Tuesday, September 11, 2007

I'm not a conformist hiker, sorry!

I went for a nature hike the other day; my photos of the creatures we saw were posted right afterwards. I wanted to mention how I was a bad, terrible hiker, and I don't know how to go for a walk in the woods.

You see, unlike the perky middle-adged dude with his pair of walking sticks, spiffy hiking boots, and snappy little hat, I was clad in an ankle-length skirt, a t-shirt, and crocs. Shame on me! Everybody knows you don't wear a SKIRT to hike in the woods, right? And, no, I don't want to hear it about my crocs, and you know who you are.

But, see, we get down to the stream, and I was able to hike up my skirt (tucking the hem into the waist) so it didn't get wet. I had no socks to soak. My crocs were waterproof, and had good traction on the rocks for the most part. I was able to wade with my feet fairly well protected, without getting my clothing soaked, and when I was done, I shook the crocs dry, dried my feet on the lower half of my skirt, and walked comfortably back to our trail origin. My feet and shoes were dry and undamaged, and the skirt dried very quickly on the way back.

When I was younger, we (my mom, sister, and I) would go for long hikes down Mill Creek, wearing our oldest, crappiest sneakers. The worst part was the squelching of our sodden feet on the walk back to our house (it wasn't far, but it was up a hill); the combination of sand and wet shoes giving us painful blisters for even a brief period. The shoes were usually completely ruined, so we would try to save them for the next trip. They would dry out and become misshapen and horribly uncomfortable by the next excursion, giving us blisters on the walk DOWN the next time. Furthermore, sneakers would get waterlogged and heavy during these hikes, while the crocs were light as a feather and would float if I happened to slip out of them (which I didn't).

I almost always wear skirts these days, if I have a choice. I find them more comfortable than pants, and pants are typically binding and painful for me to wear. Crocs, while not very attractive, are one of the few brands of shoe that is wide enough for my feet (I generally need an extra-wide), and they are better than any other brand for reducing or eliminating my foot pain. They're also very affordable. If you don't want to see me wearing them, then you're more than welcome to buy me shoes that 1. fit, 2. are not painful to wear and 3. aren't made of dead animals. Good luck with that.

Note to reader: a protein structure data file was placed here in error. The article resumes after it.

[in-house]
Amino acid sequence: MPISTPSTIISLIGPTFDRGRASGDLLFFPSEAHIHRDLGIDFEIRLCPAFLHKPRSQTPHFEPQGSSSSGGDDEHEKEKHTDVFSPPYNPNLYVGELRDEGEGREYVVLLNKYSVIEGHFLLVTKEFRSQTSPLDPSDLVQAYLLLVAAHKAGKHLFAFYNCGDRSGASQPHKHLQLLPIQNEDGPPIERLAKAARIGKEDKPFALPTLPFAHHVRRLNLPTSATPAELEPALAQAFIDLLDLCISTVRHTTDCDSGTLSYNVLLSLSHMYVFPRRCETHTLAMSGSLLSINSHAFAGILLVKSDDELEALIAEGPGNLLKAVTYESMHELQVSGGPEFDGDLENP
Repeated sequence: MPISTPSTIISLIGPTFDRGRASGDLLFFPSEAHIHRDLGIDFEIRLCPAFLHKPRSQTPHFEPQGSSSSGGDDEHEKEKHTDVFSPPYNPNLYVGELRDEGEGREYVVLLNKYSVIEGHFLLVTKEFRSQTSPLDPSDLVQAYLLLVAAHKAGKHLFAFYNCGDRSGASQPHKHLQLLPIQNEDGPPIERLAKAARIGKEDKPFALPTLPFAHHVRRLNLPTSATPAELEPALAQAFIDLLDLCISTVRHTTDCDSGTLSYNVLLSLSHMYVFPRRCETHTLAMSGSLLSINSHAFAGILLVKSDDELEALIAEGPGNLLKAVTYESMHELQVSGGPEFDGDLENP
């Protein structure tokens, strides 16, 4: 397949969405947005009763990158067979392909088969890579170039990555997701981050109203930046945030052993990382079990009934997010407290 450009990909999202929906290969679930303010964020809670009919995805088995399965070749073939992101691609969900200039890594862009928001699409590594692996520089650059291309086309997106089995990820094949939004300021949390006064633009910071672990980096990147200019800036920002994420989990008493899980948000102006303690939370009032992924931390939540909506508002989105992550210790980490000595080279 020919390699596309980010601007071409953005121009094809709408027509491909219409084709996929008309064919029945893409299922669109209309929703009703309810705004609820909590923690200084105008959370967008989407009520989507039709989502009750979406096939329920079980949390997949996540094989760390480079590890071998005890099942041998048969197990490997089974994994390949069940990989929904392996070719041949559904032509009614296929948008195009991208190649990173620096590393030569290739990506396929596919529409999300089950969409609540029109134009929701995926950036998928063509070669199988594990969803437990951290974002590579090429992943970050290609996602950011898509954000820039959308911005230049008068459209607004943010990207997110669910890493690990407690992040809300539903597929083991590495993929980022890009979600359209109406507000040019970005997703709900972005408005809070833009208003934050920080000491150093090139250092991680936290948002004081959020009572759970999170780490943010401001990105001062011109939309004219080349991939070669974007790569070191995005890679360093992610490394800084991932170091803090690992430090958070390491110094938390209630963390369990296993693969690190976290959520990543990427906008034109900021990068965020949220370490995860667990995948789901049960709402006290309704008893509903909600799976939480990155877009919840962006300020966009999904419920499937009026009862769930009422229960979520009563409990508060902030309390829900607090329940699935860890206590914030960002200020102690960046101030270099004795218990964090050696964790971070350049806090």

7 comments:

KateHarding said...

I love this story!

I still don't love Crocs, but I do respect other people's right to wear them. :)

Tari said...

Hiking in a skirt rocks. And actually, though I have heretofore been vehemently anti-Croc, you're actually the first person I've ever heard explain their usefulness in a way that could convince me to pick up a pair.

Kell Brigan said...

You are not alone!

Sarah said...

Conformity is overrated.

Fibro said...

I'm not crazy about crocs either but dude, you're so right - they're so comfortable. I'm with you on the skirt thing, too.

tigtog said...

Interesting that truly comfortable/practical shoes are often greeted with an aesthetic judgement of "hideous!" - I remember people had the same reaction to my Maseur sandals, way back when.

JeanC said...

I so LOVE my Crocs, I am not looking forward to the wet season when I will have to put them away (except for wearing in the house) and going back to regular shoes.